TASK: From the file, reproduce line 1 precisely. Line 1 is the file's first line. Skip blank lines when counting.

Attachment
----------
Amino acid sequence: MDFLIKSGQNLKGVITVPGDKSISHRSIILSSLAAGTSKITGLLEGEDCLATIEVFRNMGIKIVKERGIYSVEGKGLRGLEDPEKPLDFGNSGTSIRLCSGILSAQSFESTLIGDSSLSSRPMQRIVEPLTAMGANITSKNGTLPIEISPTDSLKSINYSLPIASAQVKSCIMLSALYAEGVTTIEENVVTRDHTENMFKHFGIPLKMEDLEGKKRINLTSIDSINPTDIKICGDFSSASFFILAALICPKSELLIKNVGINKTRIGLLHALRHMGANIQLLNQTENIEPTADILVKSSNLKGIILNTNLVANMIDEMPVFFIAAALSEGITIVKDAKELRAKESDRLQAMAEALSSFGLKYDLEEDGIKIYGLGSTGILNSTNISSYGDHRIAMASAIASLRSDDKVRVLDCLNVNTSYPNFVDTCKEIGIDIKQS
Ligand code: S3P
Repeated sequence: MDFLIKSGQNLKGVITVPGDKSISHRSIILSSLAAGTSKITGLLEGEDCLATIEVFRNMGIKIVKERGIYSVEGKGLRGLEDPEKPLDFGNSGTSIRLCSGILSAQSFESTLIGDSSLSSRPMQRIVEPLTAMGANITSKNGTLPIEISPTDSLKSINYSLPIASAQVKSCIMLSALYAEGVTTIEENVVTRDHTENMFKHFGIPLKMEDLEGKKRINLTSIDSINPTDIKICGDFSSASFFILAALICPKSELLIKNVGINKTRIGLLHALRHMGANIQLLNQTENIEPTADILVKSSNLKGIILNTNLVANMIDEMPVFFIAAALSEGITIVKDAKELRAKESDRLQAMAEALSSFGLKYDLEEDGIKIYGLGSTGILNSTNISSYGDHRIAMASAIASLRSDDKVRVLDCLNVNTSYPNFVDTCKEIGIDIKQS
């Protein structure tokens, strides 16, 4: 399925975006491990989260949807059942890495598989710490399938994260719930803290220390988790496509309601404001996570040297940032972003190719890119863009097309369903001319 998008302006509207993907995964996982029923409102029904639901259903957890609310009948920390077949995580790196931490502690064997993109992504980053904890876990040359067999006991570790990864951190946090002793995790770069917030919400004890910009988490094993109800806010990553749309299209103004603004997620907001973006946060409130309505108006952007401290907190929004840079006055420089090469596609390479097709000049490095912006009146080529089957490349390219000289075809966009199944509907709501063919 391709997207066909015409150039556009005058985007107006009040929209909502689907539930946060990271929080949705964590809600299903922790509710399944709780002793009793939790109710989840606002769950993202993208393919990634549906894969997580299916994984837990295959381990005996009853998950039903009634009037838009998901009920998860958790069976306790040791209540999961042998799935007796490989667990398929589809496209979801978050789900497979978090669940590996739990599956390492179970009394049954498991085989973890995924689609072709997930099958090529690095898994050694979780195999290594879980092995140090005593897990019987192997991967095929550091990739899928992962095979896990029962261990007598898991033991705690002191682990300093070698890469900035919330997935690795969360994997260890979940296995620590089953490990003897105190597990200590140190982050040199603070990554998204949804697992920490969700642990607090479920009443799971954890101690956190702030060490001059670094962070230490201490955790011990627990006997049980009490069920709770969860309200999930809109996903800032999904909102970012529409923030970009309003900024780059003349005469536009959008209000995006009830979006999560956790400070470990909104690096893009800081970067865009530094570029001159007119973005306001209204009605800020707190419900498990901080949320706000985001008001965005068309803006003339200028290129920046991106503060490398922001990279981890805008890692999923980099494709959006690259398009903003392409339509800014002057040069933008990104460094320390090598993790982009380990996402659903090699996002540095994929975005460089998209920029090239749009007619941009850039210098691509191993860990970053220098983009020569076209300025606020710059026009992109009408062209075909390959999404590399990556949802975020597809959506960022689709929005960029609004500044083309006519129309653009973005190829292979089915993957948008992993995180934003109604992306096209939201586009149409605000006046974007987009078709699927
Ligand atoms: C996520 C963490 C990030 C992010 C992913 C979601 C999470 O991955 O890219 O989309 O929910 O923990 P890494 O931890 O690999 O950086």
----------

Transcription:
Amino acid sequence: MDFLIKSGQNLKGVITVPGDKSISHRSIILSSLAAGTSKITGLLEGEDCLATIEVFRNMGIKIVKERGIYSVEGKGLRGLEDPEKPLDFGNSGTSIRLCSGILSAQSFESTLIGDSSLSSRPMQRIVEPLTAMGANITSKNGTLPIEISPTDSLKSINYSLPIASAQVKSCIMLSALYAEGVTTIEENVVTRDHTENMFKHFGIPLKMEDLEGKKRINLTSIDSINPTDIKICGDFSSASFFILAALICPKSELLIKNVGINKTRIGLLHALRHMGANIQLLNQTENIEPTADILVKSSNLKGIILNTNLVANMIDEMPVFFIAAALSEGITIVKDAKELRAKESDRLQAMAEALSSFGLKYDLEEDGIKIYGLGSTGILNSTNISSYGDHRIAMASAIASLRSDDKVRVLDCLNVNTSYPNFVDTCKEIGIDIKQS